It's widely believed that the Beatles didn't get truly serious until 1966. That was the year of Revolver, their first "on purpose" LP masterpiece, and the equally bold artistic misstep of the infamous "butcher" cover. Their conversation turned more potent – touching on hot button topics like religion, war, and race – and their minds expanded with the use of psychedelic drugs. Most crucially, they abandoned live performance, transitioning from mere flesh-and-blood figures on show at local baseball stadiums to mystical artistes who dispensed vibrant works from their studio laboratory in Swinging London. This was the time of transition – pop to rock, moptops to men, black and white to color – that led to their seminal Sgt. Pepper's Lonely Hearts Club Band album the following year.
Rather than examining this career apex, Eight Days a Week, Ron Howard's long-awaited new Beatles documentary – in theaters today and streaming on Hulu starting Saturday – fills in some crucial backstory. Released just after the 50th anniversary of the Beatles' final concert, the documentary is a whirlwind celebration of their touring life. What's more, it challenges the traditional notion that the group's live career was little more than fondly remembered hysteria that ultimately led to More Important Work. "We just wanted to play," Ringo Starr says early in the film. "Playing was the most important thing."
Eight Days a Week is a respectful retelling of the Beatles' early tale, but in glorious Technicolor. Howard, whose affection for mid-20th-century history has been well documented with box-office hits like Apollo 13, Frost/Nixon and A Beautiful Mind, underwent an exhaustive search to recover long-lost footage, which was then lovingly restored to cinema quality. All assembled, the band's story takes on the drama and scale of a Biblical epic that's scarcely believable even half a century later.
"By the end, it became quite complicated, but at the beginning things were really simple," says Paul McCartney in voiceover. Simple isn't always bad. Before they became technical recording masters, the Beatles were, as McCartney often says with charming understatement, "a great little rock & roll band." Eight Days a Week lets you experience them like never before, and feel the frenzy of those thrilling years that came and went much too fast. (The film premieres Saturday, November 25th at 8pm EST on PBS.)
1. Real-deal Beatles live footage is as awesome as you'd hope.
Technically, the earliest surviving color film of the Beatles in concert was shot in February 1962, but the silent, jerky, home-movie-quality reel does little to conjure the raw excitement of a Scouse rave-up. Instead, Eight Days a Week opens with footage taken on November 20th, 1963, at Manchester's ABC Cinema. Filmed as part of a Pathe News short entitled "The Beatles Come to Town", the six-and-a-half minute clip captured the group performing "She Loves You" and "Twist and Shout" – and a crowd of young women hilariously overcome with ardor. It represents the first known color film to include sound of the band performing. Professionally shot, it provides a stunning opening to the documentary, as well as an electrifying glimpse of what was like to sit front row at an early Fab Four concert.
In addition, Howard also makes use of the familiar footage taken at Liverpool's Cavern Club on August 22nd, 1962. Filmed in black and white by the Manchester-based Grenada Television network, it shows the band mere days after Ringo Starr became a full-time member. In fact, he's so green that he's hasn't yet managed to train his hair into the band's signature moptop. The historic clip is most likely the first-ever film of the four together, and certainly the earliest to include audio of the band.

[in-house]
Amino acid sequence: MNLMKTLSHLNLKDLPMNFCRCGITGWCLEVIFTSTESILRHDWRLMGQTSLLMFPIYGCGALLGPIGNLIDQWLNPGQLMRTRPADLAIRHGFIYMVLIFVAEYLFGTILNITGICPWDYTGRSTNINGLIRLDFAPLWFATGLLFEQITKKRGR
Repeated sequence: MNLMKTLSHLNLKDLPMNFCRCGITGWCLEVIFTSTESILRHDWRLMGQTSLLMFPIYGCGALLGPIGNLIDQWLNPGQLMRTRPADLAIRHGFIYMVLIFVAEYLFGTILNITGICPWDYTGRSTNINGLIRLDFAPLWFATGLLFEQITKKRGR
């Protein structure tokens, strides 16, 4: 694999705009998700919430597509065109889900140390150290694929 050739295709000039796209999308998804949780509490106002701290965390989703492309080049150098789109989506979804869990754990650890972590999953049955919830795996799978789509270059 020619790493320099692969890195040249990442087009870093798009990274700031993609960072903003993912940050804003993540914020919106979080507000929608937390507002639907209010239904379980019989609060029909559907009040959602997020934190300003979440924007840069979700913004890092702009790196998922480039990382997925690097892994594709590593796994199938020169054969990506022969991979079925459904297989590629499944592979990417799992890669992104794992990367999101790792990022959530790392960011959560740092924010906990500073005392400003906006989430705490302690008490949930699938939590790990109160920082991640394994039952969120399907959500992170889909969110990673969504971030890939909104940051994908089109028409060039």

2. McCartney still gets misty discussing the first time Starr played with the Beatles.
The Beatles famously included Pete Best on the drum kit during the early years of their career, but when he was too sick to make one of their Cavern gigs in February 1962, they called in another local stickman: Ringo Starr. They first became friends months earlier while playing the red-light district in Hamburg, Germany, alongside Starr's band, Rory Storm and the Hurricanes. Though their union had been primarily offstage until that point, Starr was more than happy to sit in with his new mates.
The usually reserved McCartney became noticeably teary as he remembered the first time the Fab Four joined forces. "Bang! He kicks in, and it was an 'Oh, my god' moment. We're all looking at each other going, 'Yeah. This is it.' I'm getting very emotional." Starr himself offered an equally tender observation. "I'm an only child, and I felt like I suddenly had three brothers." He would join his rock brethren for good in August 1962.
3. When the going got tough, the Beatles had a rallying cry.
Though they would ultimately look back at the time fondly, it wasn't always easy being in the pre-fame Beatles. Before the screams and the money, they had to make do with playing eight hours a night in Hamburg for what amounted to beer money, all while sleeping in a glorified broom closet. Dates in Liverpool were often derailed by onstage power outages, overflowing toilets, van crashes and the occasional punches from local gangs or jealous boyfriends in the crowd.
When spirits sagged, John Lennon took it upon himself to lighten the mood with equal parts humor and encouragement. "We used to have this saying that I would chant and they would answer when they were depressed and thinking that the group was going nowhere and this is a shitty deal and we're in a shitty dressing room," he says in an archival interview. "I'd say, 'Where are we goin', fellas?' And they'd go, 'To the top, Johnny!' And I'd say, 'Where's that, fellas?!' And they'd say, 'To the toppermost of the poppermost, Johnny!' And I'd say, 'Riiiiight!' And we'd all sort of cheer up."